When I started college, I had the not so vague idea that grains didn't serve my body well. I still loved (and ate) pizza but tried not to consume them quite as much. I went off of the depression and anxiety meds I was on from high school. I was still on the pill and my skin was normal (occasional breakouts but mostly under control.)

New Symptoms

Now that my skin seemed to be doing better and I wasn't panicking all the time, i became more aware of my physical symptoms from food.  I had the most FOUL smelling gas. Totally awful, anxiety inducing and difficult to manage.

I also noticed i would get SEVERELY bloated. Within 20 minutes to an hour i could look 3 months pregnant. Of course, bagels and pizza would set it off but sometimes i'd be bloated from other foods too. The nickname we had for it was "buddha belly". I wish I had the opportunity to learn about digestion in school, we barely talked about it in biology.

It in college that i also discovered "alcohol flush reaction". One night we were at my boyfriend's apartment, playing some drinking game. I went to the restroom and noticed my face had totally "rashed out" under the skin, it was all flush on one side of my face and down onto my décolletage. Any previously healed blemish looked bright red (though not raised). I was like WHAT IS HAPPENING?! it looked like an allergic reaction. It faded after about 10-20 minutes. From then on I had my eye out for what would set that off. 

The summer between my Freshman and Sophomore year of college i did my second elimination diet. I was a lot more committed this time around, i lost weight from not eating all the crap and enjoyed not being super bloated most of the time. I had more energy, the circles under my eyes reduced, i was less "Swollen and inflamed" looking. When i got back to school, i tried really hard to stick to it. I was off grains and dairy (except for caesar salad dressing, no one's perfect). I was eating a lot of salads in my dorm and trying to just avoid the pasta bar in the dining hall.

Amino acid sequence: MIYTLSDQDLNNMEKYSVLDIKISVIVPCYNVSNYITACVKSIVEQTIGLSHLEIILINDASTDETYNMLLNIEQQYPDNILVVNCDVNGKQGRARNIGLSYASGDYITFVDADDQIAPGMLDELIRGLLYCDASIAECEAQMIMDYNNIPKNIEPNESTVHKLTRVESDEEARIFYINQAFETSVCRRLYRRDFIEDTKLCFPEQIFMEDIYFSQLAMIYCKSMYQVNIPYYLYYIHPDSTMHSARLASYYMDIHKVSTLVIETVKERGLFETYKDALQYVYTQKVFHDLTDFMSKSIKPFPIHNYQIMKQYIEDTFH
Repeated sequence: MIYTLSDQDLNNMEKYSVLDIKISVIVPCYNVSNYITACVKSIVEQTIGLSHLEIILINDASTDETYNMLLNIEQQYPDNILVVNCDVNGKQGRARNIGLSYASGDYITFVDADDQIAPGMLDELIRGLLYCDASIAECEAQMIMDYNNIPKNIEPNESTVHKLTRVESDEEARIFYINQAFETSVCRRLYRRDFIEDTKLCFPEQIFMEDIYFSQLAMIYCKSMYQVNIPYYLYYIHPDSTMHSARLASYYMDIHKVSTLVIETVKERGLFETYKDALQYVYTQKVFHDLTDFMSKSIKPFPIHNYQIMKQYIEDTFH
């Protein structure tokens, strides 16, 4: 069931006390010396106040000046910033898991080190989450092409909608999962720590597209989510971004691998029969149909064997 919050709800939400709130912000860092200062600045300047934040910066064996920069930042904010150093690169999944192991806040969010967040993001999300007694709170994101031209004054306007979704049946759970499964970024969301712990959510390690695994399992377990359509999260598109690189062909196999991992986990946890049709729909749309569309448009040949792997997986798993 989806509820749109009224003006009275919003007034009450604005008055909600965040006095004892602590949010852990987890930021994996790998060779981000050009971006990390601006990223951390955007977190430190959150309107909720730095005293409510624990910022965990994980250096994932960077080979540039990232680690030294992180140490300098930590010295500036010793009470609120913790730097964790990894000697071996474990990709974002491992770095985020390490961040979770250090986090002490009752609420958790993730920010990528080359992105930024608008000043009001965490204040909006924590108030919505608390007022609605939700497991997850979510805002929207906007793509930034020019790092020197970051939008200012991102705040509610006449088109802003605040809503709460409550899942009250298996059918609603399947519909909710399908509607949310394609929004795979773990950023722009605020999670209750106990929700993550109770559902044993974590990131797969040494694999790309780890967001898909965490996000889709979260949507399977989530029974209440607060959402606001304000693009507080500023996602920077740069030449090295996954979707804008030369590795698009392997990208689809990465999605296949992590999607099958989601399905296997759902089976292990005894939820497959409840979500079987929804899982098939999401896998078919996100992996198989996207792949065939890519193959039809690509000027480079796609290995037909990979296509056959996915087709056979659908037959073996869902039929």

It didn't last. 

I spent all of college bouncing back and forth between being "good" for a while and i avoid foods that I know (or think) aren't making me feel healthy and being "bad" and eating whatever i want. It's a challenge to eat what's healthy for you when you're not sure what it is (exactly) and when everyone around you eats "normal food"! I was trying to be better about listening to my body and paying attention to symptoms, hoping to figure out a cause. I wasn't consistent enough with my diet (or my paying attention) to make significant progress. 

Freshman Year

Freshman Year

Sopohmore Year

Sopohmore Year

Mental Stuff

I was still having anxiety, I had xanax as needed. I was scared of new situations (still) but pursued them anyway. I knew that anything i was fearful of, I had the most to gain from. My guts were in knots (basically) constantly. If i didn't have anything to worry about, my brain would come up with something. I hadn't made the connection between food and gut and brain at this time and was not helping myself at all by avoiding the offenders i was aware of.

I also was a CRAZY PERSON in my college relationship. Hindsight is 20/20, let me tell you. I would fly off the handle over stuff that was really not a big deal. I would also fly off the handle (but not break it off) over stuff that was important to me. We did not communicate effectively. Looking back, it's clear to see that it wasn't a good place for either of us. I didn't really trust him but I was so set on "making it work" that I stayed way longer that I should have (fear of failure? not wanting to let go of my first "big" relationship? any and all of the above?). (Spoiler Alert: Mood swings were a symptom.)

Put aside how anxious i just was on a base level as a person, when we would argue i would turn into a monster. Just like yelling and crying and shouting and even wanting to break stuff. I can remember what it felt to be like in that situation. It was terrifying, knowing that it was outrageous behavior and not being able to control myself. It felt insane, like a temper tantrum with adult awareness. Have you ever seen a 2 year old just work themselves up over something simple and not be able to chill out? It's like that but also with defensiveness and shame and embarrassment. I think the word rage is appropriate here. Our poor communication aside, I was also having TERRIBLE nightmares. In Hindsight, it's so clear to me my body was like STOP IT, whether that had to do with the food, the relationship, the stress (probably a combination of everything) my system was operating in overload and everything I was doing was exacerbating it. I take full responsibility for my behavior. I just wish I knew then what I know now about how my lifestyle was affecting me physically and mentally.

We broke up after my Jr year. The nightmares stopped (almost immediately) and I spent the final year of college trying (or not trying as the case may be)  to take care of myself. I had big plans, I was moving to LA.

To Be Continued...